Here Is the Column About ScarJo That Business Insider Spiked to Appease a Social Justice Mob


Editor’s note: This column was published by Business Insider before being removed from the website for violating “editorial standards.” The Daily Beast reported that staffers complained about the column. It appears here exactly as originally published.

Scarlett Johansson is the latest target of the social-justice warrior mob. The actress is being chastised for, well, acting.

She has been cast in a movie in which she will play someone different than herself. For this great crime — which seems to essentially define the career path she has chosen—she is being castigated for being insufficiently sensitive to the transgender community.

Johansson is set to play a transgender man in an upcoming film, “Rub and Tug,” a film based on the true story of transgender massage parlor owner Dante “Tex” Gill. The announcement quickly garnered a reaction.

Trace Lysette, a transgender actress who plays Shea on “Transparent” took to Twitter: “And not only do you play us and steal our narrative and our opportunity but you pat yourselves on the back with trophies and accolades for mimicking what we have lived… so twisted. I’m so done.”

Her framing of the issue, which has been echoed by other actors and activists, is off base. “Stealing” narratives — or, more charitably, playing parts — is precisely what actors are hired to do. But that reality seems to have been forgotten. CNN wrote a story about the issue entitled, “These trans actors could have been cast instead of Scarlett Johansson in her new movie.”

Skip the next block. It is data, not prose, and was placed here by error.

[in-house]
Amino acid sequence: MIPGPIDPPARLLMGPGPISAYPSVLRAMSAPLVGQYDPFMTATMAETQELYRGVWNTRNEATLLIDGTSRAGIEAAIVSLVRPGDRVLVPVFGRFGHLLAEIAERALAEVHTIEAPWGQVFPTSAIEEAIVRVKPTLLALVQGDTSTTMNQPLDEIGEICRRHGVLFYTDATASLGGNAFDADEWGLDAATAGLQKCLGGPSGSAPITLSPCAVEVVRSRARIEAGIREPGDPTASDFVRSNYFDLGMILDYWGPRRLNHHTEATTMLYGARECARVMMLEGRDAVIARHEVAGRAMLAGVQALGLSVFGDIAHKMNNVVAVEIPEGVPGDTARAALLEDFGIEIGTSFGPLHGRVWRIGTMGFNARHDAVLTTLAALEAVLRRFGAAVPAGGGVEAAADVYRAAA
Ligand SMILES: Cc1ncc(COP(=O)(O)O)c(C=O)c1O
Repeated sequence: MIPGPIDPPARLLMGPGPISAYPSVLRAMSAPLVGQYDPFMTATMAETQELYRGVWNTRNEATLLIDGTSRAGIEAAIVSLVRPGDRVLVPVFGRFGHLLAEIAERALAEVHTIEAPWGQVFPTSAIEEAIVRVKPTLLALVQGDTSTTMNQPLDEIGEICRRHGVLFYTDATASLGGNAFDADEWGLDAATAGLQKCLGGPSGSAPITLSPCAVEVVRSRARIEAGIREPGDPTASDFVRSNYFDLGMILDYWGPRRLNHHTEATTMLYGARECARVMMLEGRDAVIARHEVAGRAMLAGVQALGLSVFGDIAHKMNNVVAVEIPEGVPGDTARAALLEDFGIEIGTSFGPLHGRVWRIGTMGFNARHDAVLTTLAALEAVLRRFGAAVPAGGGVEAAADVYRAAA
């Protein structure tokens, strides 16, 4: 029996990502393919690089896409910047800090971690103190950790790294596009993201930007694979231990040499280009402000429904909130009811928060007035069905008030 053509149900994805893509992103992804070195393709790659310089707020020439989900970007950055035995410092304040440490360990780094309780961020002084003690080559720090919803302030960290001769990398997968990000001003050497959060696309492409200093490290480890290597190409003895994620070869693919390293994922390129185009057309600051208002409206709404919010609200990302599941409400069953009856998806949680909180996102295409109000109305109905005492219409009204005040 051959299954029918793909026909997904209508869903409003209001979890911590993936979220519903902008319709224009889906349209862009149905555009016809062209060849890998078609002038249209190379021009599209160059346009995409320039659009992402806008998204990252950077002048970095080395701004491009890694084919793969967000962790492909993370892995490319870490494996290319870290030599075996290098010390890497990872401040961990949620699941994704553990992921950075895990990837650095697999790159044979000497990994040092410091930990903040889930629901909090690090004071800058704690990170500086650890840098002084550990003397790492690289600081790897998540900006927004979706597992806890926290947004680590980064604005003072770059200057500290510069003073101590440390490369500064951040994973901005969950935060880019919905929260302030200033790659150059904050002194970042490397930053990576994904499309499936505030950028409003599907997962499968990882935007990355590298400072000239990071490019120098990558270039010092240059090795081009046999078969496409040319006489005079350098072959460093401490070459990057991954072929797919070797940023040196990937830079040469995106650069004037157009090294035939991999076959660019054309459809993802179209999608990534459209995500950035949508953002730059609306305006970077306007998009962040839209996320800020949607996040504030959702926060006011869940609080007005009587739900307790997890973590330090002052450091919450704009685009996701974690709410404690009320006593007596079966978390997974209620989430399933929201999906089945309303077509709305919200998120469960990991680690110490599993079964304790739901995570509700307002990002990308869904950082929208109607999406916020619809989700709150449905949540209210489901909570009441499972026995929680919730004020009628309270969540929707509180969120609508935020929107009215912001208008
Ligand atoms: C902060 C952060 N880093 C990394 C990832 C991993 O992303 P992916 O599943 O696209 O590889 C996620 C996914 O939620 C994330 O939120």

It’s hard to imagine people having the same reaction in other scenarios — a rich actor being hired to play a poor person; an actor whose real-life parents were still living being hired to play an orphan; a perfectly nice, upstanding member of society being cast as a rapist; or an actor with no scientific experience being cast as a paleontologist.

Yet all of these examples (and dozens more) could also be strangely characterized as “stealing” narratives. I’m sure there’s a class on how to do just that at the Yale school of Drama.

A New York Times story on the fallout described the online backlash as being “led by transgender actors, who argued that such casting decisions take opportunities away from members of marginalized communities.”

What they fail to acknowledge is that the job of an actor is to represent someone else. Johansson’s identity off the screen is irrelevant to the identities she plays on the screen. That’s what she’s paid for. And if she does her job, she’ll make everyone forget about the controversy in the first place.





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